The female cadets are part of a first at West Point: women who must box. Beginning this fall, West Point officials shifted from allowing female cadets to take the course as an elective to requiring it for all approximately 1,000 students in the Class of 2020. The move follows the Pentagon’s historic decision last year to fully integrate women into all combat roles for the first time, and allowing women to box marked the fall of one of the last barriers to women being allowed to do anything they are qualified to in the U.S. military.
Female cadets said they heard about the decision to mandate boxing as they were preparing to arrive on campus this summer, and were surprised.
“At first I was kind of upset, but now I’m getting into it,” Harvey said, after the metallic clang of a bell marked the end of her match with Stewart. “Hitting is not something I want to do necessarily, hand-to-hand, like, if I don’t have to.”
She added: “In boxing, you have to hit them while looking at them.”
A year ago, West Point faced scrutiny about how many concussions cadets had suffered, particularly in boxing class. The New York Times reported that nearly 1 in 5 concussions at West Point occurred during boxing class, and that senior Army officials had discussed for months how to deflect attention from the issue before finally releasing the data.
Army officials acknowledge that there is an ongoing discussion about whether boxing should continue in service academies. But, they say, that’s a separate debate than whether female cadets should be treated the same as male students and be required to take the same classes, including boxing. The sport, academy officials say, teaches leadership by testing how cadets react while they are under attack.
Brig. Gen. Diana M. Holland, who took over as West Point’s first female commandant of cadets in January, said that when she was a cadet in the late 1980s, she had a hard time understanding why she wasn’t boxing and her male classmates were. The course this year incorporates graded two-minute bouts in which women face women, and controlled sparring in which men and women can be matched up against each other.
“The issue is men and women doing the same thing,” Holland said. “Now, whether boxing should be a requirement for anybody is a different discussion.”
In a boxing class this month, instructors guided students through a series of punches and sparring matches, with students matched up with someone their own size. They wore black T-shirts and shorts, matching protective headgear and oversized boxing gloves designed to cushion the impact of blows to the head more than those professionals wear.
Capt. Richard Juten, a 2006 West Point graduate who now teaches boxing, bounced around the room, shouting both encouragement and corrections. The burly infantry officer also stressed the need to watch for potential signs of concussion, such as the pupil of one eye being more dilated than the other.
“If they can’t stand of their own free accord, we’re going to stop it,” Juten told the class, as he stood in a blue boxing ring with red, white and blue ropes. “And of course, if there’s fluid coming from some place other than a bloody nose or a bloody lip, I need to know. Eyes and ears, those are of concern.”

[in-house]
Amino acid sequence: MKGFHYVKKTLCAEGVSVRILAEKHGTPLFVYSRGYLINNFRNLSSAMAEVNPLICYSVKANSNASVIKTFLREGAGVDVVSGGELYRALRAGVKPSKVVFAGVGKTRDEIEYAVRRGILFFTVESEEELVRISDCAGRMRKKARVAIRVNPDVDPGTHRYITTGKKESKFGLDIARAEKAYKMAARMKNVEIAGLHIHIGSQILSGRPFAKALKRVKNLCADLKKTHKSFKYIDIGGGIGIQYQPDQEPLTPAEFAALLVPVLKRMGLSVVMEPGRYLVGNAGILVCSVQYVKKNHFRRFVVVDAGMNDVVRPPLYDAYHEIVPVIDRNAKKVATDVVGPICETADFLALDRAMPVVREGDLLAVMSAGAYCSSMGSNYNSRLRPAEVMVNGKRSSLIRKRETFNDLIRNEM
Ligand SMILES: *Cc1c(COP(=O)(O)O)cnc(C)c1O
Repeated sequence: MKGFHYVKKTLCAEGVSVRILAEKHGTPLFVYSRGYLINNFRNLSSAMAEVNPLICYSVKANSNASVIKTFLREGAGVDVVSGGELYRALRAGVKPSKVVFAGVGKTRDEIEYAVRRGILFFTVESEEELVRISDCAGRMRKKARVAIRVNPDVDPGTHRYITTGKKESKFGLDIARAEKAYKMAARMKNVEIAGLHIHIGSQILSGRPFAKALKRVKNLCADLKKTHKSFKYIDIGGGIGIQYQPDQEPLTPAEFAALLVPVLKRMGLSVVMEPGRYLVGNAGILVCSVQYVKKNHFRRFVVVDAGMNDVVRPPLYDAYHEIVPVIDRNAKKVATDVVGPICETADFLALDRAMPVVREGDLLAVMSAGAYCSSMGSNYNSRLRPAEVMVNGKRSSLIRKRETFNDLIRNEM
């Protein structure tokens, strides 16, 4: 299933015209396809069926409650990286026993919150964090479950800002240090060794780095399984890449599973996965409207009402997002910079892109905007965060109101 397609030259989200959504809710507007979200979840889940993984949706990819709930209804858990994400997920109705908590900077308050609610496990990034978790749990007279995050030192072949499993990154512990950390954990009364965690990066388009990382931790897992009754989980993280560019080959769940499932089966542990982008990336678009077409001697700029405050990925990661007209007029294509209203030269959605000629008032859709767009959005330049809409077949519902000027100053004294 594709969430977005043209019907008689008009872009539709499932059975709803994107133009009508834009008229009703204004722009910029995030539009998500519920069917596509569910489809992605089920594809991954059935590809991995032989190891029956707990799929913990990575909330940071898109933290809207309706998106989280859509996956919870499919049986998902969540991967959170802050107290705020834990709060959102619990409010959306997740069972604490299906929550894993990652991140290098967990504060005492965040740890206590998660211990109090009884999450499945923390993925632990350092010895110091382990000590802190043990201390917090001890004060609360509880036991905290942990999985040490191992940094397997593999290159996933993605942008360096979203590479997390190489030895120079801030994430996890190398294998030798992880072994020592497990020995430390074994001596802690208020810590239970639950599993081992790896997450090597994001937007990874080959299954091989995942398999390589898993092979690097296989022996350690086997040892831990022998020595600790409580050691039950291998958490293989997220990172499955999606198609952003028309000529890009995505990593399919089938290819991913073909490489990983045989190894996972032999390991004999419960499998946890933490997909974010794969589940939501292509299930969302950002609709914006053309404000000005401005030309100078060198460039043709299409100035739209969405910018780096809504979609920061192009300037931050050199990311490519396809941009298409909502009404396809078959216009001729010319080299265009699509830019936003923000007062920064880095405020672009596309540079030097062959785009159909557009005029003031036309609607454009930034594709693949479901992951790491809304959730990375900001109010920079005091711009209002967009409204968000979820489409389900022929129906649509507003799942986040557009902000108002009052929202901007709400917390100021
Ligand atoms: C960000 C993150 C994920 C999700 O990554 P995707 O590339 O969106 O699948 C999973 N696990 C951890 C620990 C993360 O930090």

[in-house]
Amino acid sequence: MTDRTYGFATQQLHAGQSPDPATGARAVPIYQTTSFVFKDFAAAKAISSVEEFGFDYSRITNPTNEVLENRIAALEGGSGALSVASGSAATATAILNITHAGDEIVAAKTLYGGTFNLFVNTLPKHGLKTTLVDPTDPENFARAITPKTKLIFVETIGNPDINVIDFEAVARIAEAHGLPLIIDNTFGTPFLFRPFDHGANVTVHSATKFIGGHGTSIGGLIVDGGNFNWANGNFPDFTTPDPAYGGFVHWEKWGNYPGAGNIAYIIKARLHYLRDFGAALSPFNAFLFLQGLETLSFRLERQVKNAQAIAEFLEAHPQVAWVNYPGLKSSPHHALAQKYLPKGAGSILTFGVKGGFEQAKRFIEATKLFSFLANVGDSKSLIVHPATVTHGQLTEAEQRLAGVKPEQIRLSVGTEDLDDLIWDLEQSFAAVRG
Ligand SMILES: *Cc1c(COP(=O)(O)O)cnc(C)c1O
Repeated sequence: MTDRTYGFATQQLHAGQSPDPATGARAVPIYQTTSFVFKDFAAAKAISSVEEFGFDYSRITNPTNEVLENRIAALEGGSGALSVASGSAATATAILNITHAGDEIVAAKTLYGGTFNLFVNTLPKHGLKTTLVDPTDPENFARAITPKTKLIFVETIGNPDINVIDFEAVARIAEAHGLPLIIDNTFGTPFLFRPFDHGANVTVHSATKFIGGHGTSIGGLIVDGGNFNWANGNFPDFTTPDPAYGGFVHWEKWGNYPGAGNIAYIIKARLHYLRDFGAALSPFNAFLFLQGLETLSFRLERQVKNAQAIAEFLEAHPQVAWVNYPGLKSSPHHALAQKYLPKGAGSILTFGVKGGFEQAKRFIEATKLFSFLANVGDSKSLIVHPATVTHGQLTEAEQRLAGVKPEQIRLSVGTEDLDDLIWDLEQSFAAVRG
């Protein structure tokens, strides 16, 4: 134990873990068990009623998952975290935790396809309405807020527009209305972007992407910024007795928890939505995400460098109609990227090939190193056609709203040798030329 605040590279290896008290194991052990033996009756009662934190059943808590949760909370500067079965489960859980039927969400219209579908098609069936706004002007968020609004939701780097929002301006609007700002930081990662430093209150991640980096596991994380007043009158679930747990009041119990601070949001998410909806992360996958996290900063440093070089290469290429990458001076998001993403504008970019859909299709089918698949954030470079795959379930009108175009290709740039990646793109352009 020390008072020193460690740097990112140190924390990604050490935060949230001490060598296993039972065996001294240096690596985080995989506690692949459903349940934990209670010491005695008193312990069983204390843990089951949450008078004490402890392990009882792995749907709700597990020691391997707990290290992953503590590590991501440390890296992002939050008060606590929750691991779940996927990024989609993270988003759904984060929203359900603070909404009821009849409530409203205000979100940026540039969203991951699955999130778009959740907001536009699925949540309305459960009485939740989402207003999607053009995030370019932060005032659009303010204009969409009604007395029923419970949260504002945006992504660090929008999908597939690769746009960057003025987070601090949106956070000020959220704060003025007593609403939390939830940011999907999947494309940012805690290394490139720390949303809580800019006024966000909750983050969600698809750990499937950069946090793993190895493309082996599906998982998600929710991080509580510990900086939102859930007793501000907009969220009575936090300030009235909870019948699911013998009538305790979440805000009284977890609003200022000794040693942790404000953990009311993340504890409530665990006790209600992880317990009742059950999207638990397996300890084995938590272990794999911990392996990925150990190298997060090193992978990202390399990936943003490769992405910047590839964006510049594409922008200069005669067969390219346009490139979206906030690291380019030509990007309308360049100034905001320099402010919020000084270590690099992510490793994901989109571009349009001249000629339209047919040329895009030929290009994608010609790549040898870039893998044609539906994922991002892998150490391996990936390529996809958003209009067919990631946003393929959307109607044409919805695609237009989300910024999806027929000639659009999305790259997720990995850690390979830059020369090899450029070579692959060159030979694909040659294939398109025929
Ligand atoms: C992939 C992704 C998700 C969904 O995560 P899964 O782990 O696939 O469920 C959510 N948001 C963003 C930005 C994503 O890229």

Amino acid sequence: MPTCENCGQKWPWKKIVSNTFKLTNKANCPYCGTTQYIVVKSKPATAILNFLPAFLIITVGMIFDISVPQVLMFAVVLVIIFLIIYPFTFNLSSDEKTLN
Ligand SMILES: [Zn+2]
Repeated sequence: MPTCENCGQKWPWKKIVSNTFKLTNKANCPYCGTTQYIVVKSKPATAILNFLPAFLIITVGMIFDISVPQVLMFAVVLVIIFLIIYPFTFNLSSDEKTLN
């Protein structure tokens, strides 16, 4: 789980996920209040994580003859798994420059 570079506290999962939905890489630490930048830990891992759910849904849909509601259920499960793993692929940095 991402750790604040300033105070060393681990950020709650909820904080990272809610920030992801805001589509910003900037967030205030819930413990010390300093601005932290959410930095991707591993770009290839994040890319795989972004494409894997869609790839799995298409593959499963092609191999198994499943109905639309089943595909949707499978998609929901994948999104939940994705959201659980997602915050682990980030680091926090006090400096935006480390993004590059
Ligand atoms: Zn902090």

Statistics released by West Point show that cadets have suffered 185 concussions in boxing class over the past five full school years, accounting for slightly more than half of all 355 concussions recorded in physical-education classes in that time frame.
But the total number of concussions and the number of boxing-related ones have declined several years in a row. Last year, there were 38 total concussions, including 20 reported among the 948 cadets who took the boxing class. The number of boxing concussions peaked in 2011-2012, when 68 were reported among 1,022 students. That year, boxing concussions accounted for about three-quarters of all those reported in West Point physical-education classes.
Adding women to the mix may complicate efforts to continue reducing concussions at West Point. Several medical studies suggest that young women are significantly more likely to sustain concussions than men.
Lt. Gen. Robert L. Caslen Jr., the superintendent and top military officer at West Point, said the academy’s boxing program has become increasingly conservative in how it handles suspected concussions, keeping cadets away from boxing until they make a full recovery. That follows warnings issued by medical officials, including some within the Army, that suffering additional concussions before a first one has healed can do serious damage to the brain.
Caslen said he was approached last spring at the 40th anniversary celebration of female cadets attending West Point and asked by alumni to review the ban on women taking the boxing class. After receiving approval from the Army leadership at the Pentagon, he did so because he sees boxing as a way to teach future officers how to lead in trying situations.
“Some people would say, ‘Well, can you teach cadets those skills — that tenacity and resilience — through other programs and other mechanisms?'” Caslen said. “Yes, you can. But boxing becomes the … one and only event for all cadets that pits one cadet against another in full-body contact.”
That doesn’t rattle Stewart, a first-year cadet who played water polo and basketball while in high school in Hawaii. Upperclassmen have stopped her to ask about the experience, which she said was initially both “scary” and “pretty cool” to her. She’s already had her nose bloodied at least once but blamed herself with a laugh.
“It’s because I put my hands down too early,” she said. “I thought he blew the whistle and I got clocked in the face, and that was just dumb on my part. It definitely teaches you to be on guard.”